Brussels’ Green Ministers Head to Indonesia

  • The EU ‘Green Deal’ and Environment Commissioners travelled to Indonesia for the G20 meetings
  • Questions remain over Brussels’ deforestation regulation

The EU’s Environment Commissioner Virginijus Sinkevičius, travelled to Bali this past week for the Joint Environment and Climate Ministers’ Meeting, alongside Commission Vice President Frans Timmermans and Energy Commissioner Kadri Simson.

Brussels is attempting to finalise its trade agreement with Indonesia, as well as the first-ever EU-ASEAN Leaders’ Summit in December. At the same time, the EU is seeking greater maritime security cooperation with Indonesia.

The word ‘cooperation’ is used a lot in the EU’s language towards Indonesia, including on environment and sustainability matters.

The problem is that the Indonesian palm sector looks at the EU’s Deforestation Regulation, and sees the opposite of cooperation: namely, unilateral trade barriers.

This is a pattern recognisable to many developing nations in their dealings with Brussels: cooperation in public, but behind the scenes the EU machinery continues to push protectionist regulations and then presents it as a fait accompli. Judging by recent events, Indonesia is wise to this and is unlikely to play along.

There’s an additional elephant in the room: the timber sector. The Deforestation Regulation states that goods that are exported to the EU under the existing EU-Indonesian Voluntary Partnership Agreement will pass the regulation’s test for legality. So far, so good. However, the goods will now have to comply with additional requirements under the new Regulation that go beyond legality/VPA.

This is potentially a black eye for EU diplomacy on forests. Indonesia’s forest sector and its government officials have spent literally decades meeting the EU’s demands to implement a mutually-agreed forest legality system for exports. The Deforestation Regulation now undoes much of that work. Not very cooperative.

Calling on Indonesia to Wean Off Coal is, well, Rich

According to the EU Commission’s press team, Energy Commissioner Kadri Simson is taking a keen interest in Indonesia’s energy transition:

“Commissioner Simson will then travel to Balikpapan, East Kalimantan Province for a visit to a coal mining site. Coal contributes to one-third of the economy of the province, and Commissioner Simson will discuss with local stakeholders on Europe’s experience in clean energy transition. In Jakarta, Commissioner Simson will use the opportunity to meet with a range of interlocutors, including relevant Indonesian Ministers and the Secretary-General of ASEAN, as well as with representatives of the private sector, think tanks and civil society working on and interested in energy transition.

Given that Europe is currently re-starting coal plants in order to its own energy crisis, is this really the time to lecture others?

At the same time, the European Parliament recently voted to exclude palm oil by-products from the EU’s Sustainable Aviation Fuels regulation – just as Norway is seeking to expand oil and gas production to meet European demand.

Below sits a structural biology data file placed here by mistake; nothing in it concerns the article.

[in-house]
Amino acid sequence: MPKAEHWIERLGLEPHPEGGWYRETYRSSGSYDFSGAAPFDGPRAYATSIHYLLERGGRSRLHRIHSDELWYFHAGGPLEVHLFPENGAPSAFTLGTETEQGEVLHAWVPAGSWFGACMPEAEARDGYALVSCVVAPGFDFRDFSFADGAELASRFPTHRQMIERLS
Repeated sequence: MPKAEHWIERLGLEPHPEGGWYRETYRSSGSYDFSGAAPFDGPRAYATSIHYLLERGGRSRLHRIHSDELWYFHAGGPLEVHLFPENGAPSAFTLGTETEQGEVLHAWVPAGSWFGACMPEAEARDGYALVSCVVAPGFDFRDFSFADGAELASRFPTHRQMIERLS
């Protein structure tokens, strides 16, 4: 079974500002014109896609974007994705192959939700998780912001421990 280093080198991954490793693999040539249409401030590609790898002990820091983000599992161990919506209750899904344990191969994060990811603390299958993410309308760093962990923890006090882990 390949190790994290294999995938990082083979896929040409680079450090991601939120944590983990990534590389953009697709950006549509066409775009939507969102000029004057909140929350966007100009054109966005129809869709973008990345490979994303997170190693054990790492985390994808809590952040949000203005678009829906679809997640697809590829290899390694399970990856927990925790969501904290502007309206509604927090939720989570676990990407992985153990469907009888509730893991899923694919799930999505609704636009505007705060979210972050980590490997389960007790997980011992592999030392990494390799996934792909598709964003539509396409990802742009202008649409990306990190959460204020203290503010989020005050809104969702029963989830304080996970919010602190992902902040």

Consider what this means: Norwegian fossil fuels are ok, but Indonesian palm oil is not; it’s ok for Europeans to re-start coal-fired energy, but it’s not ok for Indonesia.

There’s a simple description for this: hypocrisy.

Durian is the New Palm

  • Durian looks to be the next crop in line for the Western deforestation narrative – but can Europe take any action?

Multiple stories have emerged over the past few weeks covering increased demand for durian. There are two aspects to the stories. First, that demand is soaring. Second, that some farmers are switching to durian and that it may become a new source of deforestation.

It’s true that demand is up; the market for the fruit – particularly the Musang King variety – has skyrocketed in China. This has been enabled by new trade arrangements between exporting countries (principally Thailand and Malaysia) and China under the RCEP agreement.  

And certainly, this high demand has prompted some farmers to plant additional hectares of durian. The claim that durian is causing a new wave of deforestation, however, is yet to be tested.

But there’s a problem.

Ultimately, the sellers (farmers) and high-volume buyers (China) operate in a very closed loop. Unlike palm oil, rubber or coffee, there is virtually no demand for durian in Western countries, whether fresh or processed. It’s not used as an ingredient in other products.

And, let’s be frank: the Chinese market has almost no regard for deforestation.

If durian growing is a contributor to deforestation, what will Western policymakers end up doing?

Our answer: precisely nothing. Unlike palm oil, there is no competitor for durian in Western markets, which means the EU does not need to regulate to protect European farmers. Will Brussels stand on principle and target durian anyway? Er, no. Environmental regulation seems, coincidentally, to focus on crops that compete with European farmers … and those crops that don’t are mostly left alone.

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